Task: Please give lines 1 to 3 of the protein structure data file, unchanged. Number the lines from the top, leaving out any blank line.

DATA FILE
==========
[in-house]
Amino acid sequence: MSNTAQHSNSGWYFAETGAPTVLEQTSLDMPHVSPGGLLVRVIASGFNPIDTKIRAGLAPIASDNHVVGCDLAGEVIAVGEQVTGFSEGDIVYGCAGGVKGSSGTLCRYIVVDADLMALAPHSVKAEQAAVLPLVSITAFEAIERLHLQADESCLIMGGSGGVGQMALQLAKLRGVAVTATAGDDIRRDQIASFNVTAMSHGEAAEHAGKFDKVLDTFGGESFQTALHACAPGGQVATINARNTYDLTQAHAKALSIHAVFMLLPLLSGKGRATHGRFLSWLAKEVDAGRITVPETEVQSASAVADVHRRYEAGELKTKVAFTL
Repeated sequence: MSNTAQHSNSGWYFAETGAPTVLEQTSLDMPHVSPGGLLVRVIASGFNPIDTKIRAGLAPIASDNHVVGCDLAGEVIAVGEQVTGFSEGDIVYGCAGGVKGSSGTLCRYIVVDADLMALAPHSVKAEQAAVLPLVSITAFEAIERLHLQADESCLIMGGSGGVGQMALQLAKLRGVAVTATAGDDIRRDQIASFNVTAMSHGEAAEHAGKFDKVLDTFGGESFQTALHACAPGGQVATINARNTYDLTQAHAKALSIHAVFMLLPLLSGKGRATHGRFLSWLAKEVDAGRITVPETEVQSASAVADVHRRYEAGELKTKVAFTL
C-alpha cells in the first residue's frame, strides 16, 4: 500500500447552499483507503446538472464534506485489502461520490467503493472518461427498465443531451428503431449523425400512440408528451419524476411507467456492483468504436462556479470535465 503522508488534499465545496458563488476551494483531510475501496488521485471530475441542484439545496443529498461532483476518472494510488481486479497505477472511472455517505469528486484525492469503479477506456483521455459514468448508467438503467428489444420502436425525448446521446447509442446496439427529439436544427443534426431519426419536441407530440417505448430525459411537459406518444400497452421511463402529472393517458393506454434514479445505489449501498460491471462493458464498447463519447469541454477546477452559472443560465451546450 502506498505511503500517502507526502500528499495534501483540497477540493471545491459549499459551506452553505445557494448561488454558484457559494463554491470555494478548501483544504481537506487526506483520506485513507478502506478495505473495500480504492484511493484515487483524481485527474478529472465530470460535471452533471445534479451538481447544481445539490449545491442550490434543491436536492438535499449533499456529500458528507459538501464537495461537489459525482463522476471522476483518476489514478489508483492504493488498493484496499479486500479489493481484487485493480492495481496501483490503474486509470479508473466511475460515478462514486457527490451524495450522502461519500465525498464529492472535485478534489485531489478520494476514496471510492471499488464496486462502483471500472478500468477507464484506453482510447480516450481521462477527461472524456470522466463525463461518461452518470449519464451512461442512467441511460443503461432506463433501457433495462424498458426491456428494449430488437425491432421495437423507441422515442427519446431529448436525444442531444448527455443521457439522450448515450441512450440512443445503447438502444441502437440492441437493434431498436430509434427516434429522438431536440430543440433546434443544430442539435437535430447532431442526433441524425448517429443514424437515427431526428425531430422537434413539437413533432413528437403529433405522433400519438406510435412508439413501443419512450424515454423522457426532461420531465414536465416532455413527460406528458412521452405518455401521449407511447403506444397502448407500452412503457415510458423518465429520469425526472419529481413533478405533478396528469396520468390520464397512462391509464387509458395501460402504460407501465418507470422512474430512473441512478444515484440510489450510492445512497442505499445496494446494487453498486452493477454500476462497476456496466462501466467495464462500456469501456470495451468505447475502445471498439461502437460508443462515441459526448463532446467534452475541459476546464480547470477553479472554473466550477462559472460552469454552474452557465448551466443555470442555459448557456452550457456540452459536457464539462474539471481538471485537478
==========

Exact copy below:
[in-house]
Amino acid sequence: MSNTAQHSNSGWYFAETGAPTVLEQTSLDMPHVSPGGLLVRVIASGFNPIDTKIRAGLAPIASDNHVVGCDLAGEVIAVGEQVTGFSEGDIVYGCAGGVKGSSGTLCRYIVVDADLMALAPHSVKAEQAAVLPLVSITAFEAIERLHLQADESCLIMGGSGGVGQMALQLAKLRGVAVTATAGDDIRRDQIASFNVTAMSHGEAAEHAGKFDKVLDTFGGESFQTALHACAPGGQVATINARNTYDLTQAHAKALSIHAVFMLLPLLSGKGRATHGRFLSWLAKEVDAGRITVPETEVQSASAVADVHRRYEAGELKTKVAFTL
Repeated sequence: MSNTAQHSNSGWYFAETGAPTVLEQTSLDMPHVSPGGLLVRVIASGFNPIDTKIRAGLAPIASDNHVVGCDLAGEVIAVGEQVTGFSEGDIVYGCAGGVKGSSGTLCRYIVVDADLMALAPHSVKAEQAAVLPLVSITAFEAIERLHLQADESCLIMGGSGGVGQMALQLAKLRGVAVTATAGDDIRRDQIASFNVTAMSHGEAAEHAGKFDKVLDTFGGESFQTALHACAPGGQVATINARNTYDLTQAHAKALSIHAVFMLLPLLSGKGRATHGRFLSWLAKEVDAGRITVPETEVQSASAVADVHRRYEAGELKTKVAFTL